‘Holistic’ zoning coming to Grass Valley
Strictly segregated industrial, commercial, and residential neighborhoods are out.
Walkable neighborhoods that share a “look and feel,” linked by corridors to other walkable spots, are in.
That message was stressed this week from Grass Valley’s City Council and two planning commissioners, who provided direction to consultants charged with overhauling the city’s outdated zoning and subdivision ordinances, as well its antiquated environmental guidelines.
“Grass Valley is a great place. The basic principle is what do we do to preserve Grass Valley as a great place,” Councilman Steve Enos said.
But with its 1960s-era zoning ordinance, maintaining Grass Valley’s greatness requires permit exceptions and strains city and developer resources.
Enos and Councilwoman Linda Stevens took up the issue, and under their direction the city kicked off the overhaul of its land-use regulations last year. This spring, the council hired San Luis Obispo-based consultants Crawford Multari & Clark to update, and radically revise, the city’s ordinances.
For $125,000, the city will receive a new “form-based” code, all the rage among cities hoping to beautify suburban development.
Instead of dictating buildings that must be “so big (and) so high, form based says, ‘OK we want you to build this look.’ (It offers) more design suggestions for your buildings,” said Community Development Director Joe Heckel.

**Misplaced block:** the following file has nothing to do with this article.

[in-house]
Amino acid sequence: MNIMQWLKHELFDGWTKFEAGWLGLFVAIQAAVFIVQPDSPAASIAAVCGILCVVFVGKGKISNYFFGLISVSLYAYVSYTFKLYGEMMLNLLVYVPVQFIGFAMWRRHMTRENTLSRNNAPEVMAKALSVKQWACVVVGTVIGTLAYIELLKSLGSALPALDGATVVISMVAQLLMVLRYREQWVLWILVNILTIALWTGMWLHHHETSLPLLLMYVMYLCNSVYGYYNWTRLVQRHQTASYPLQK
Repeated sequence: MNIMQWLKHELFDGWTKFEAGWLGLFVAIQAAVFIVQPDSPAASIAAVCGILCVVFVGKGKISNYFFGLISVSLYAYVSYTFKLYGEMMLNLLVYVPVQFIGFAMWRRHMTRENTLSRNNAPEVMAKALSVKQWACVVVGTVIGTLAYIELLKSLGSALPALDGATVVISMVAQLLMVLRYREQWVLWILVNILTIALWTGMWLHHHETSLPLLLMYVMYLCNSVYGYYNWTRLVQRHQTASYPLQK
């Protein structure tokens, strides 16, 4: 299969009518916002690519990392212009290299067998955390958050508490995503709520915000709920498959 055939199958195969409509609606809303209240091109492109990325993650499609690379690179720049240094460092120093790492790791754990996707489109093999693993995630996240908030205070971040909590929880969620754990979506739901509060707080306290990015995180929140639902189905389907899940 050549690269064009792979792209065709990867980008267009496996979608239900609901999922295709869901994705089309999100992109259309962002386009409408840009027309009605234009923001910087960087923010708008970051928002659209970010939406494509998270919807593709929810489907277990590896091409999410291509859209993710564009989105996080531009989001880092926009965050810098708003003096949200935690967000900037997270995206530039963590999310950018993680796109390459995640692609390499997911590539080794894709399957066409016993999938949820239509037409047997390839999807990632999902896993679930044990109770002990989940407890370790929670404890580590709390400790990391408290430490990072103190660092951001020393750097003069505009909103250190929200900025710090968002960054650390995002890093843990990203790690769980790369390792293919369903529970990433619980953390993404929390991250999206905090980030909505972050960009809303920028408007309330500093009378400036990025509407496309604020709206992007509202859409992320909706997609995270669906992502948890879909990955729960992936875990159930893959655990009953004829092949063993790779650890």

Grass Valley’s current zoning ordinance includes lengthy lists of allowed uses – antique shops, art galleries, pharmacies and stockbrokers are permitted in office and professional districts and pottery kilns, blacksmith shops, and junkyards screened by a fence are permitted in general industrial districts, for example.
The longstanding policy also details parking space requirements for various types of buildings – even differentiating between mechanical and self-service car washes.
• Animal grooming – one parking space per 200 square feet.
• Bowling alley – five spaces per lane.
• Church – one space for each clergy person and one space for every three seats in the sanctuary and choir loft.
• Telegram office – one space per 300 square feet.
In contrast, the new zoning code will be in “plain English, highly illustrated,” and focus on the “character of individual places within a community,” lead consultant Paul Crawford said.
It will differentiate between neighborhoods that communities hope to preserve and those that communities would like to improve, Crawford said. And, the new guidelines will encourage mixed-use, dense development.
Planning Commissioner Paul Aguilar called the new approach “holistic.”
“We’ve had projects that meet every one of our design guidelines but they were blah,” Aguilar said. “There has to be more to it.”
Even the development community is supportive of the new code. Barbara Bashall, executive director of the Nevada County Contractors’ Association, is optimistic about the city’s plans, which she hopes will provide contractors with a “predictable process… (and) clear guidelines.”
As a former San Luis Obispo County planning director, Crawford knows how tedious project approvals can be.
“Hopefully (the new ordinance) will make it easy for people to do the right thing and (undesired) development finds it difficult to proceed,” Crawford said.
The public will have the opportunity to comment on the ordinance while it is being drafted. A first draft is expected in March 2005, and the final copy will be presented to the City Council in June 2005, Planning Director Tom Last said.
For more information on the updating effort, contact the Grass Valley Community Development Department at 274-4330, 125 E. Main St., or firstname.lastname@example.org.
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